Anna Hedworth, Cook, owner of Cook House
The cookbook that has most influenced your cooking
The Art of Living According to Joe Beef: A Cookbook of Sorts, this book has always brought me joy and ideas since I ventured into the world of food, making me see it was possible to do things your own way, take chances, make up your own rules and show people a good time. Their initial makeshift restaurant in Montreal that has grown into a very successful business venture inspired me to open my own
The food of love: what would you cook to impress a potential date? And what piece of music would accompany it?
I once hosted a Valentine Supperclub in my shipping container restaurant where we served Ox Heart Tartar followed by Blood Orange & Campari Jelly set in round glasses with a raspberry in the middle, they looked a bit like boobs! We put a search on the ipod for anything with ‘love’ in it
The perfect dinner party: which five people (dead or alive, real or fictional) would you invite to dinner and what would you cook for them?
The guys from Joe Beef – those guys really seem like they know how to enjoy themselves. Bob Mortimer and Caitlin Moran to raise the humour levels, and Elizabeth David, she had a wild side as well as being a bit of a food genius, I hear. I’d make a Slow Roast Spiced Shoulder of Lamb, which just falls apart, with some Date & Mint Jam, a side of Celeriac, Caper, Crème Fraiche and Walnut Gratin and maybe a Roast Plum, Ginger and Star Anise Crumble for pudding with thick cream; delicious things that can just sit in the oven while you have a good time
Fast food – your top snack tip
Things on toast, I have a whole chapter on it in my new book. Bread is always a good vehicle for copious amounts of butter, and is also my go to, very easy after work snack; toasted with whipped feta, roast tomatoes or smoked vegetables, black pudding, haggis, creamy mackerel pate, buttery fried mushrooms. Anything really, not all at once perhaps
Most memorable meal in film/literature/painting
Anyone who knows me will tell you I have a notoriously bad memory for films, books, music, football matches, life events… so this is a hard one… The Last Supper is pretty memorable I guess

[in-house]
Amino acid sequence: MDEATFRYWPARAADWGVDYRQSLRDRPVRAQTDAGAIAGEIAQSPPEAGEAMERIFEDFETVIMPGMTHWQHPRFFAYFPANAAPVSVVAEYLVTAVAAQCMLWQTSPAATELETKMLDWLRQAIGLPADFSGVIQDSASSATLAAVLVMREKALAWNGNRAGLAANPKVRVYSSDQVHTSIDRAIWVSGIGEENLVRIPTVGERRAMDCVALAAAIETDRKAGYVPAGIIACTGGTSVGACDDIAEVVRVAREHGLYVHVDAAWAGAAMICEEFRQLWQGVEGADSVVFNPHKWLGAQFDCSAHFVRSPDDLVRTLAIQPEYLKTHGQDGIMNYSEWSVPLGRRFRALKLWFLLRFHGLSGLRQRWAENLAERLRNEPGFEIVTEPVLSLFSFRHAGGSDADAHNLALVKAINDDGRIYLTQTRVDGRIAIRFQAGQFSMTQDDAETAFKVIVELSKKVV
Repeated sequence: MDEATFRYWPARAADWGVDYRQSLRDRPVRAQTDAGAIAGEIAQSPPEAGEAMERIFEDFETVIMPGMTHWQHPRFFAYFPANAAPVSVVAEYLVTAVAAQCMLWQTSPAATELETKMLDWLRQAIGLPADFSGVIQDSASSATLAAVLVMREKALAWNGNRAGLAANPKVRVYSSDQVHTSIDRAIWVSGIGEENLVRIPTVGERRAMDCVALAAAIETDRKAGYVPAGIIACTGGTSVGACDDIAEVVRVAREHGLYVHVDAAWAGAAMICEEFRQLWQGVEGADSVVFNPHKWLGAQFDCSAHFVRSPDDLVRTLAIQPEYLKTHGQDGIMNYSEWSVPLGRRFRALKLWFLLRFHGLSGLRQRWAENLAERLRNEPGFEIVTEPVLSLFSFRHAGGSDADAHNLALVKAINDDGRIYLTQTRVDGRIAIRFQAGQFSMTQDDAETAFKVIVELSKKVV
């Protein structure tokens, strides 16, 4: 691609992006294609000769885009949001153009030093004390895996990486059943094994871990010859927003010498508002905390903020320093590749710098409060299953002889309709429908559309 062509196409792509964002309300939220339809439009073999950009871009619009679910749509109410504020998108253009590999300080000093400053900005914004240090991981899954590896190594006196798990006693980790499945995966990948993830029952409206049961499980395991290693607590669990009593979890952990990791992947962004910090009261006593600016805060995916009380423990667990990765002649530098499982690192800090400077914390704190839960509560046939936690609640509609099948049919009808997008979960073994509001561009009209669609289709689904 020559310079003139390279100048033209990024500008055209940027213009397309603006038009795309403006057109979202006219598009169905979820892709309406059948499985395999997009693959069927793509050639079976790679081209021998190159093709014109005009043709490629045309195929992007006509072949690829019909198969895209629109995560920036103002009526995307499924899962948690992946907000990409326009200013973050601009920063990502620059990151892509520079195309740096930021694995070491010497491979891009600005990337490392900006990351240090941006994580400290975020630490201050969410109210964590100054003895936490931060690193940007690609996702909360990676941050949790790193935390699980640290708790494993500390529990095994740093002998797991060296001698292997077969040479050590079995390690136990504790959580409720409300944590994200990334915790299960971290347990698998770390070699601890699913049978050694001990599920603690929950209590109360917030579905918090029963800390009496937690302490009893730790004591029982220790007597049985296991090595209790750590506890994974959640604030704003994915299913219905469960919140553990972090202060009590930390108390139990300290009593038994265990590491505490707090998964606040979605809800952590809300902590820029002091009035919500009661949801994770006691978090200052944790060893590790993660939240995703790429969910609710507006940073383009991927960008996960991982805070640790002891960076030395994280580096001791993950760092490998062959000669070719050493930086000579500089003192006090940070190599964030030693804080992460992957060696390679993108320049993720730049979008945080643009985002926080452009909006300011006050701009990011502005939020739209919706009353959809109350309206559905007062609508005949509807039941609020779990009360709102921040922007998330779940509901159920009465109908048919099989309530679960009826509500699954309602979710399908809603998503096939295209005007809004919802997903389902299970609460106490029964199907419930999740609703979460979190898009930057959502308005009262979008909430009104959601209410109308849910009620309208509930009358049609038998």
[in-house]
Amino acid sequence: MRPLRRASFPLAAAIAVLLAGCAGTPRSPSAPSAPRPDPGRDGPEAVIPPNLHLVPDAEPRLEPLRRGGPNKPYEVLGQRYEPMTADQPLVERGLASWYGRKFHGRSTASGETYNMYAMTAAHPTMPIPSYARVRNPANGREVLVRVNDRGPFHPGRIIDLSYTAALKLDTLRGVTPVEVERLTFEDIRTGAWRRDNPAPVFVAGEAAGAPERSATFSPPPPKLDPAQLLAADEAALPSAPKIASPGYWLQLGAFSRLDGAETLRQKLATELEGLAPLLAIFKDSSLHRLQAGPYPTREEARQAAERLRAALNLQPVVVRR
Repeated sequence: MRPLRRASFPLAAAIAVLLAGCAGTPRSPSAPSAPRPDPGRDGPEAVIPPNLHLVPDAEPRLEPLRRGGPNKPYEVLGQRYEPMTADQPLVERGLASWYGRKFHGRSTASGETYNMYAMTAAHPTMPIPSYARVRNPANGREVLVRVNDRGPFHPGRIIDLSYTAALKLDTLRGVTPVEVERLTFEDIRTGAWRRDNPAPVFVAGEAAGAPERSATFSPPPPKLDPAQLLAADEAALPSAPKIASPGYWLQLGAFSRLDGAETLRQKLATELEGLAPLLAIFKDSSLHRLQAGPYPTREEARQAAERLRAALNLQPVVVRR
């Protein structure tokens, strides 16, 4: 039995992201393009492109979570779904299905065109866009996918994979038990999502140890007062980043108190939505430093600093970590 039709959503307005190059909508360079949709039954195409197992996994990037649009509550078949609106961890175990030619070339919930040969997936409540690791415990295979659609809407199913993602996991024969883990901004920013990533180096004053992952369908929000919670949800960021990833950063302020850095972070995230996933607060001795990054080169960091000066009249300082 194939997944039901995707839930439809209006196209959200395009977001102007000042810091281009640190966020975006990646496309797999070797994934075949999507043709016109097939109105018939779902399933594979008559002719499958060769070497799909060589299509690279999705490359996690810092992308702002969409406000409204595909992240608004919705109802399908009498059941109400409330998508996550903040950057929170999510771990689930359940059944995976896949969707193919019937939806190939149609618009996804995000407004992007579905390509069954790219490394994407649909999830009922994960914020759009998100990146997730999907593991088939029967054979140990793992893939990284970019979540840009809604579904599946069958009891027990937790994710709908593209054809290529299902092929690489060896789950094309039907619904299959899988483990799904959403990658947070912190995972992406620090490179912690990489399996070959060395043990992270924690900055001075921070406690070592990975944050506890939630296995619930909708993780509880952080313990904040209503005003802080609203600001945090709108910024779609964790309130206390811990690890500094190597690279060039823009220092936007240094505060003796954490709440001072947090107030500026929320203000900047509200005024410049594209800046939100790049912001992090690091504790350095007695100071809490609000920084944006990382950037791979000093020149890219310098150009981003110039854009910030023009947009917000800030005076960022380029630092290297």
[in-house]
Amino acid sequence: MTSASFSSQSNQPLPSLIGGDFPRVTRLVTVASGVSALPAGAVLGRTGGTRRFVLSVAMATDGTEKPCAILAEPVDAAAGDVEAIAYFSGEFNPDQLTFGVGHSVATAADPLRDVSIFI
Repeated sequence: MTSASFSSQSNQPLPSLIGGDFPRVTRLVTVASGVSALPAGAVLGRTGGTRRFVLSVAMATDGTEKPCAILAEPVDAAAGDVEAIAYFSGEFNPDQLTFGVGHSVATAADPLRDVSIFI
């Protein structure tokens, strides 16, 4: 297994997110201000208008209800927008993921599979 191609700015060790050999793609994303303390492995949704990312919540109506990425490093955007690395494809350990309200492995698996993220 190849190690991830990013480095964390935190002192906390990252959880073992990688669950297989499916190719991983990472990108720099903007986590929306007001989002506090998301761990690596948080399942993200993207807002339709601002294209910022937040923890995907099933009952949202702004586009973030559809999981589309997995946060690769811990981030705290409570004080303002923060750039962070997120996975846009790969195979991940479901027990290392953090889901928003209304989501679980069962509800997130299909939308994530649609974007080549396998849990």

Your worst kitchen disaster
The time we opened the new restaurant, incredibly understaffed and extremely busy and I opened a jar of beetroot top kimchi during service, which exploded in my face leaving me with bright red fermented juices running down my face, top and covering the entire pass, diners’ food included
The best thing to do with a squash?
Roast it whole with a lot of butter & garlic, until the edges are sticky, golden and crisp. Stuff it with some more butter, sage, barley, pumpkin seeds and cheese. The recipe is in my book, it’s delicious
What would you like your final meal to be?
Oysters and Champagne, followed by Langoustines with Aioli, Woodcock on Toast, Cheese and Red Wine… hopefully skipping the gout course.
What is your secret talent [in or out of the kitchen]?
I’m good at archery.
What did you eat for breakfast?
Nothing, I rarely do, which I know probably isn’t very good for me but I don’t get hungry till lunch and I eat quite enough without feeding myself when I don’t need to
What’s in your fridge?
Some Stornaway black pudding, butter, some homemade kefir and some very sad looking vegetables, I’m not often in the house since we opened the new restaurant. Must Try Harder. I think I could still make something on toast out of that lot however
Your inheritance recipes – the one you inherited [and from whom] and the one you’d like to pass on to your children
My granny left me a good knowledge of crumbles and some dubious pasta bakes made with condensed soup, I leave my new book Cook House, hopefully some of it will stand the test of time, I’d like to pass on the chicken pie with capers and bacon which is particularly good on a Sunday night on the sofa